And liberal columnist Matthew Yglesias pointed to Pollack’s influence among liberals in creating a bi-partisan agreement in favor of the war. He describes himself as among those “who read Pollack's celebrated 2002 book, 'The Threatening Storm: The Case for Invading Iraq,' and became convinced as a result that the United States needed to, well, invade Iraq in order to dismantle Saddam Hussein's advanced nuclear weapons program (the one he didn't actually have).” 

Pollack therefore is a good example of how the Israel Lobby plays both sides of the aisle. The neocons take over the Republican Party, while the liberals are swayed by the likes of Pollack.  And wealthy activists like Haim Saban are there to endow the Saban Center so that people like Pollack can have good jobs and a prominent platform for their ideas.

As noted in my previous column, dual citizen Saban’s love for Israel knows no bounds. Indeed, one aspect of Saban's commitment is that he seems to be involved in yet another AIPAC scandal as the person who asked Rep. Jane Harman to use her influence to get the charges against Rosen and Weissman reduced.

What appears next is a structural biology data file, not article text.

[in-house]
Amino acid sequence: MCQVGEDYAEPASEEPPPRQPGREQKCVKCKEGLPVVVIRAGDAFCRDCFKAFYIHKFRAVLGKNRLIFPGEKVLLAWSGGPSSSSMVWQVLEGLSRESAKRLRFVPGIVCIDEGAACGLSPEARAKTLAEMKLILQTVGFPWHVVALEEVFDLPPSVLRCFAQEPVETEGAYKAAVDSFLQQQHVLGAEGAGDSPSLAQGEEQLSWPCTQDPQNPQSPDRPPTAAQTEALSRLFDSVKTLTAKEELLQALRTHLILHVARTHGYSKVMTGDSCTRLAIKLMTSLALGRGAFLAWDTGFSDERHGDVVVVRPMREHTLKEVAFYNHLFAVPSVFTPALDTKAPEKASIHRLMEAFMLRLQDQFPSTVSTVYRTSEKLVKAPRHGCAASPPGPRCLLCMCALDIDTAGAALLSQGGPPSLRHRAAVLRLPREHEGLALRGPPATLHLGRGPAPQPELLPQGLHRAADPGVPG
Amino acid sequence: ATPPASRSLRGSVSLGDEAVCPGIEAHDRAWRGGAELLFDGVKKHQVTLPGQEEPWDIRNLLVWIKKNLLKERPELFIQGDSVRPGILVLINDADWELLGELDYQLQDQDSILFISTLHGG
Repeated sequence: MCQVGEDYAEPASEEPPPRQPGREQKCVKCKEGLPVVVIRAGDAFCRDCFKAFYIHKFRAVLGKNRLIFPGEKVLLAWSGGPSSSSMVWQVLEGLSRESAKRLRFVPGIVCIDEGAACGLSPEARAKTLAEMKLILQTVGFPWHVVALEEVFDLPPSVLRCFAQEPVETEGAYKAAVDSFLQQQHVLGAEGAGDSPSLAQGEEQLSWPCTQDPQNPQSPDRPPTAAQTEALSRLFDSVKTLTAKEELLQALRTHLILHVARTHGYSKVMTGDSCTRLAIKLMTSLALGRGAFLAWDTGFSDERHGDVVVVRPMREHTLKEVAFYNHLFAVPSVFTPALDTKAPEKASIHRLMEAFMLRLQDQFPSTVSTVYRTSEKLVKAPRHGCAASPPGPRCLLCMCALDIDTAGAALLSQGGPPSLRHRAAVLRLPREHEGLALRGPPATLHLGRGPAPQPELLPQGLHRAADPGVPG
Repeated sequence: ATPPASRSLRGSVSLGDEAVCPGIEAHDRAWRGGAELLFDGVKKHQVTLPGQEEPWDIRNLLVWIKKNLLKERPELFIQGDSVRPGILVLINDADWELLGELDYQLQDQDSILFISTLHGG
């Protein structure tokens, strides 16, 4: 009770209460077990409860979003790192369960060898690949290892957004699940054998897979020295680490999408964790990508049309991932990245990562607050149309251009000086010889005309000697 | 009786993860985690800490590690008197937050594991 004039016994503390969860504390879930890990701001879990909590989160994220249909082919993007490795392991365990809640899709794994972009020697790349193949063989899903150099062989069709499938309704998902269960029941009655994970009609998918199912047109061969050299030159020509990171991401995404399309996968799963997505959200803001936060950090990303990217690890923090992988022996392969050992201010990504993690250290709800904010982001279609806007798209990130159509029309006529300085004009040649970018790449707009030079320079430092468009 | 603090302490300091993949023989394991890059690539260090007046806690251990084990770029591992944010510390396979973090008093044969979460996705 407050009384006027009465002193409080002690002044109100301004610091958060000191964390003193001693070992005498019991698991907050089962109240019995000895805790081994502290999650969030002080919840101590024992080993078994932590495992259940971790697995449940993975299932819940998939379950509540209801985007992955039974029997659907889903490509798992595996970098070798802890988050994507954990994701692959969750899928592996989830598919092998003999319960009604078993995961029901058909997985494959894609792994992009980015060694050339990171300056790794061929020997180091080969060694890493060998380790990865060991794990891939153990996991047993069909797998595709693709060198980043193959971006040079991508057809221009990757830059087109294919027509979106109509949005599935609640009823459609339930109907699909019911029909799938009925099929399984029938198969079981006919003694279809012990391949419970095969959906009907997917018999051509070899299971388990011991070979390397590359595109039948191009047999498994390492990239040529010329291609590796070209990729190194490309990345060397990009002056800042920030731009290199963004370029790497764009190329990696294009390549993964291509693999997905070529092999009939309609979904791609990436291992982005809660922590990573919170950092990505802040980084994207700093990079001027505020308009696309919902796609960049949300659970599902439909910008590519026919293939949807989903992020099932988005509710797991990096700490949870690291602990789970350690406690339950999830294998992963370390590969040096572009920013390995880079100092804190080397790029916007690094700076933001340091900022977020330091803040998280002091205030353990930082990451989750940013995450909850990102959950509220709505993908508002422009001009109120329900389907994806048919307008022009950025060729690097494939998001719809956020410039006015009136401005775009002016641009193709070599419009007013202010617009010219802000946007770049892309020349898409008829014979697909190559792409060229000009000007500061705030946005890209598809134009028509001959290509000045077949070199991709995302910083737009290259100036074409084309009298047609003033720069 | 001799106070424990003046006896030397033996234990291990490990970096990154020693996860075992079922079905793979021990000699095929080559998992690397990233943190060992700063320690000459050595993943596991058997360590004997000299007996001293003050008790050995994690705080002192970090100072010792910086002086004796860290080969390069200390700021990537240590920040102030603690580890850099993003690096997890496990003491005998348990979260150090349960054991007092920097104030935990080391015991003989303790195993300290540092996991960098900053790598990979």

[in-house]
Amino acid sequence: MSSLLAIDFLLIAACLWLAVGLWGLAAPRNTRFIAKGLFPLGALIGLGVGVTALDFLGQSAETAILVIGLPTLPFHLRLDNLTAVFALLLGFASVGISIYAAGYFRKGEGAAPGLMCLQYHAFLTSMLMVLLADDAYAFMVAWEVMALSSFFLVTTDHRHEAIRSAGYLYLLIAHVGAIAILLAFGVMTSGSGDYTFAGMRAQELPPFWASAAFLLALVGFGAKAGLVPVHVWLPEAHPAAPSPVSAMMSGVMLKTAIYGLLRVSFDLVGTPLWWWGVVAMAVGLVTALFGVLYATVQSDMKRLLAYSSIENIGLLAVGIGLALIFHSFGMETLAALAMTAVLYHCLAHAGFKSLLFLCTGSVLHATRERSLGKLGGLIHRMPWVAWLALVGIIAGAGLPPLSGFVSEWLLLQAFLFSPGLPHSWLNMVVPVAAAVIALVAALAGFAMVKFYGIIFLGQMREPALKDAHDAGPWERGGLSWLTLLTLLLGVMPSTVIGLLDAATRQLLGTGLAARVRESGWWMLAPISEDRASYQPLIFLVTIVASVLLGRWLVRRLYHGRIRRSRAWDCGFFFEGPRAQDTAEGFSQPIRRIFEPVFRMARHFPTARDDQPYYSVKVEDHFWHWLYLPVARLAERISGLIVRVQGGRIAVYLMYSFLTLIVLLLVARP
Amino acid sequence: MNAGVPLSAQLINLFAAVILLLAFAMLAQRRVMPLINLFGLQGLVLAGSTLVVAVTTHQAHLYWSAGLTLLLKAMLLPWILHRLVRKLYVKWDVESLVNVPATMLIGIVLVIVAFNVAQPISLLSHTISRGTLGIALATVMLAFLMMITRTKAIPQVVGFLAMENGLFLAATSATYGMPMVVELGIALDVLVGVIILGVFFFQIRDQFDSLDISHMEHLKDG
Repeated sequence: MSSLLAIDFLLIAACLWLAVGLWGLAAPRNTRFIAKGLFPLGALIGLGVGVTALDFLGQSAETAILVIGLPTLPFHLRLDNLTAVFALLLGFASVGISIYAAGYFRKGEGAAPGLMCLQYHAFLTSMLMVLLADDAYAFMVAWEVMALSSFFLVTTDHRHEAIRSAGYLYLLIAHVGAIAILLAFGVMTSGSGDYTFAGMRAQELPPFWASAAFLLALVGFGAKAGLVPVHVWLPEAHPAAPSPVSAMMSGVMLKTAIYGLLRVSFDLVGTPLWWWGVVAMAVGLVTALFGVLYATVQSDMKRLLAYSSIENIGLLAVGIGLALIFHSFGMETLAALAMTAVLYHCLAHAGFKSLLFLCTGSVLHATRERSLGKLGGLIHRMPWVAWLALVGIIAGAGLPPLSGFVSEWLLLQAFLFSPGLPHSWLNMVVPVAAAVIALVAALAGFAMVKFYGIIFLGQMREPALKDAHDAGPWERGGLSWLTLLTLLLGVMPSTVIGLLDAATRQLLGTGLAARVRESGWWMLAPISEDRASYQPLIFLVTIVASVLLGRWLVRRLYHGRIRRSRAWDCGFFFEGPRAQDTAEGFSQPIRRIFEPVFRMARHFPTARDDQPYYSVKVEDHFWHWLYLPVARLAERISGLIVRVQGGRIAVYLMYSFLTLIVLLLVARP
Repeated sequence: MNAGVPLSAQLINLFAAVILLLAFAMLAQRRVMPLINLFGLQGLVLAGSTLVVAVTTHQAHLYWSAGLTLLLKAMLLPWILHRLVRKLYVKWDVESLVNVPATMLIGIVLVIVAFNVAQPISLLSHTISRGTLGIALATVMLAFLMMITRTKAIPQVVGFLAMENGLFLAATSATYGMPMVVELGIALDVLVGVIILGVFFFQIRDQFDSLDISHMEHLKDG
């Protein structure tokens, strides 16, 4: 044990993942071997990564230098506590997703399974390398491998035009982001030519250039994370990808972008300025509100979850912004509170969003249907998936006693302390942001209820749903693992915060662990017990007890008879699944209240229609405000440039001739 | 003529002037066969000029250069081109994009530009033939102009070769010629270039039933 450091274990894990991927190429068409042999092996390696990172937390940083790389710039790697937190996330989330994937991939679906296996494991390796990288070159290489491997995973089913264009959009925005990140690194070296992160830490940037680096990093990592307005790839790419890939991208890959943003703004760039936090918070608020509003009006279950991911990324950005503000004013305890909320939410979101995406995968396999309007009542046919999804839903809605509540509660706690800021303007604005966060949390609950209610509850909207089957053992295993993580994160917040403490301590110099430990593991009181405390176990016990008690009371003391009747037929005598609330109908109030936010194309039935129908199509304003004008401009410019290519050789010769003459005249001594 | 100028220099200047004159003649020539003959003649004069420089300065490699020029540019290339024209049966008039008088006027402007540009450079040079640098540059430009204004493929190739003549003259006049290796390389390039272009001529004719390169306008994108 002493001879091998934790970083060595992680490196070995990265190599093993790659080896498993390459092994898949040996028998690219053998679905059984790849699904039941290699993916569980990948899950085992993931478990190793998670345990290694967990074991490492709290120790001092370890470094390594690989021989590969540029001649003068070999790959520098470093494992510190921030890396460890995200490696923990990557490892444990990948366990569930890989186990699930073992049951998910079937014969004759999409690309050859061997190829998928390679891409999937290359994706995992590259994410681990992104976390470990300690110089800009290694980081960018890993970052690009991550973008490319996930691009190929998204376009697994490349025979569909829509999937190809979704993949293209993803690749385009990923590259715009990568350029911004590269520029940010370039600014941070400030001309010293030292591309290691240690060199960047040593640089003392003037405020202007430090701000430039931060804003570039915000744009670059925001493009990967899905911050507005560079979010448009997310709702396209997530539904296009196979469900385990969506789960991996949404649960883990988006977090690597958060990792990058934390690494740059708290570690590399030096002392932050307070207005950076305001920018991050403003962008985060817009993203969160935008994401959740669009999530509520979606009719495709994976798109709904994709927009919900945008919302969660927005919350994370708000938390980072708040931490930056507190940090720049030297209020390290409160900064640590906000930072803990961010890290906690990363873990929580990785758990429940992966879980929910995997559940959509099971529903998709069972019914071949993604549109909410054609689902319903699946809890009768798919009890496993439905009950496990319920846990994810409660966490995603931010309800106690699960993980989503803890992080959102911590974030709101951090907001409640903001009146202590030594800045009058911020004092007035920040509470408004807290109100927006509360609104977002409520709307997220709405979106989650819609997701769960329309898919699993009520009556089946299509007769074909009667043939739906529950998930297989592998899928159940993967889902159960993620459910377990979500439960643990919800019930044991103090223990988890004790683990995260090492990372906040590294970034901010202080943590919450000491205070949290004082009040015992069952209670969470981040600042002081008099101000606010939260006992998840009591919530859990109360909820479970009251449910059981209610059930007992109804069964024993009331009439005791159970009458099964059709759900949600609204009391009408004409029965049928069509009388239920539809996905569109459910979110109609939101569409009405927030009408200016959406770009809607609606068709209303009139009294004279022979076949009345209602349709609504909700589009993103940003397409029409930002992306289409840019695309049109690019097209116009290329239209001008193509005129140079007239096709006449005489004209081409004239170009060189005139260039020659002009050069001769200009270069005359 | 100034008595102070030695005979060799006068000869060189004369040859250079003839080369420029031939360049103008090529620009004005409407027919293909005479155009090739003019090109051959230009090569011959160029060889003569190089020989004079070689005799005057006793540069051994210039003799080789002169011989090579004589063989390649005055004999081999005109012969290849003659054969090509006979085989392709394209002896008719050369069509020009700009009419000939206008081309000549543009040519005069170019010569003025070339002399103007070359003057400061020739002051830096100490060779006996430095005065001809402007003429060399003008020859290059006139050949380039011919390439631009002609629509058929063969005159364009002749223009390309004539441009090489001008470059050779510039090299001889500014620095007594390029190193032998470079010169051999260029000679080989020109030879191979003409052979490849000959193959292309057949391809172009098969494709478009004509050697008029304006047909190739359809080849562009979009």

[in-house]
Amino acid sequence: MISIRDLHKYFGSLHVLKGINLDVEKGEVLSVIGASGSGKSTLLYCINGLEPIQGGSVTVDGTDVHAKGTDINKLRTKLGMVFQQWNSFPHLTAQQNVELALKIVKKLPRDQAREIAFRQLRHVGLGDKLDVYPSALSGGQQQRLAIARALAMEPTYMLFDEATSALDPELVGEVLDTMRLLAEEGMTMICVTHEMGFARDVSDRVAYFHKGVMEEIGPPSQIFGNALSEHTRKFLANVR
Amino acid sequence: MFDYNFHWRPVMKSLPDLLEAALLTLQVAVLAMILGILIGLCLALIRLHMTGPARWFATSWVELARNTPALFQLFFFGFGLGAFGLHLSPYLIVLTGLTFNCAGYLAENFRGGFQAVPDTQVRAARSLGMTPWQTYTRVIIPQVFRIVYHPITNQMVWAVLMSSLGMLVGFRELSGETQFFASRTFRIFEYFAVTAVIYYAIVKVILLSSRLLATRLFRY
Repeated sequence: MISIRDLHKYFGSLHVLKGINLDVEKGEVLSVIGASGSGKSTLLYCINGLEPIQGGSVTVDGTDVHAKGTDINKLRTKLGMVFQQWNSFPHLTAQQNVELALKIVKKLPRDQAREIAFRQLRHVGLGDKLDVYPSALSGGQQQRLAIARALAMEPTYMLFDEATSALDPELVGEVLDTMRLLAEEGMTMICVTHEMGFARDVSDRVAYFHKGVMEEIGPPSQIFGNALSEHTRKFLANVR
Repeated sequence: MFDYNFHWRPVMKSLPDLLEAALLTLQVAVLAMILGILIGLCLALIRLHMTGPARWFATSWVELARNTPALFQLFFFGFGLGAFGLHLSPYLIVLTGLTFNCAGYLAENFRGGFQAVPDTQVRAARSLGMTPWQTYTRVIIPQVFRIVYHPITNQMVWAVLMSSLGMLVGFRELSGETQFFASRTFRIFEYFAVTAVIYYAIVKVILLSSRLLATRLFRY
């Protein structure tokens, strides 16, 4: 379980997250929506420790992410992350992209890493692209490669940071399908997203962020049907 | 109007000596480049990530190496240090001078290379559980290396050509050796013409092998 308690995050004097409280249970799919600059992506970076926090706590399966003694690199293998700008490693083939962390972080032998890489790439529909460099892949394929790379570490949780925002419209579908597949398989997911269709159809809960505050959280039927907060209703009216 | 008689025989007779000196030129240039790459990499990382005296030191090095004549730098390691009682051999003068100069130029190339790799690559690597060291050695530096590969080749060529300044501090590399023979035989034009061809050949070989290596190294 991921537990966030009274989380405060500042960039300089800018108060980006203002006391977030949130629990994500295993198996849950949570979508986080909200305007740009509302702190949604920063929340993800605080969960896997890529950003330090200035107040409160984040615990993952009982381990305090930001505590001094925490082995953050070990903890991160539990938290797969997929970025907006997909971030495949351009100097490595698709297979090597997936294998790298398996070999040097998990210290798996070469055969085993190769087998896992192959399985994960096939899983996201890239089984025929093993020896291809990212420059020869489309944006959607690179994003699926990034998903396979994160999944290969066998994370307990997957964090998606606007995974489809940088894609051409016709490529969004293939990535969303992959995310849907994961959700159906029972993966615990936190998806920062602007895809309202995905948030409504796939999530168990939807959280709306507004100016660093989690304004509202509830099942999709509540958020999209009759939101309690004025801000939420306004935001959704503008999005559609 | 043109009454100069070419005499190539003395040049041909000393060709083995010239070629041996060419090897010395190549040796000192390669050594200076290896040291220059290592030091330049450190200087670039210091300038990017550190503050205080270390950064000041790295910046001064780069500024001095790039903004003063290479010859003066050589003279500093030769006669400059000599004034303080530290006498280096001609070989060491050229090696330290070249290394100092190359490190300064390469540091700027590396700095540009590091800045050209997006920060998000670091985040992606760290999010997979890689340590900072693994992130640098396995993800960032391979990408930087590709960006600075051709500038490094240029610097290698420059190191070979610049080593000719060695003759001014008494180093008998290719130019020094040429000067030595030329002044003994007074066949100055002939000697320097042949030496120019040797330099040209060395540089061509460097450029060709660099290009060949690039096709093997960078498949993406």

Saban and Pollack obviously have a lot in common. Like Pollack, Saban is a Democrat. Saban is a huge donor to the Democratic Party — he gave over $10,000,000 in 2001–2002. But he’s a liberal who loves war if it’s in Israel’s interests, and he obviously got the right man in Pollack to head his center. 

Finally, Judge T. S. Ellis III forced the government to have a very high standard for conviction. The government had to prove that Rosen and Weissman “had a bad faith reason to believe the disclosures could be used to the injury of the United States or to the aid of a foreign nation; and … intended that such injury to the United States or aid to a foreign nation occur.”

This is a very high standard and would make it pretty much impossible to convict anyone of spying on behalf of Israel. Indeed, the first line of defense for neocons against accusations of dual loyalty is to claim that they sincerely believe that are advocating policies that are in the interests of the United States. As I noted elsewhere,

One need not be a professional psychologist to realize that sincere beliefs can be influenced in subtle ways by one’s ethnic commitments. The neocons may not be consciously disloyal, but there is every reason to suppose that their beliefs are tailor-made to conform to their perception of ethnic interests. And in the case of the neocons ... there is overwhelming evidence for deep ethnic commitments among neoconservative Jews.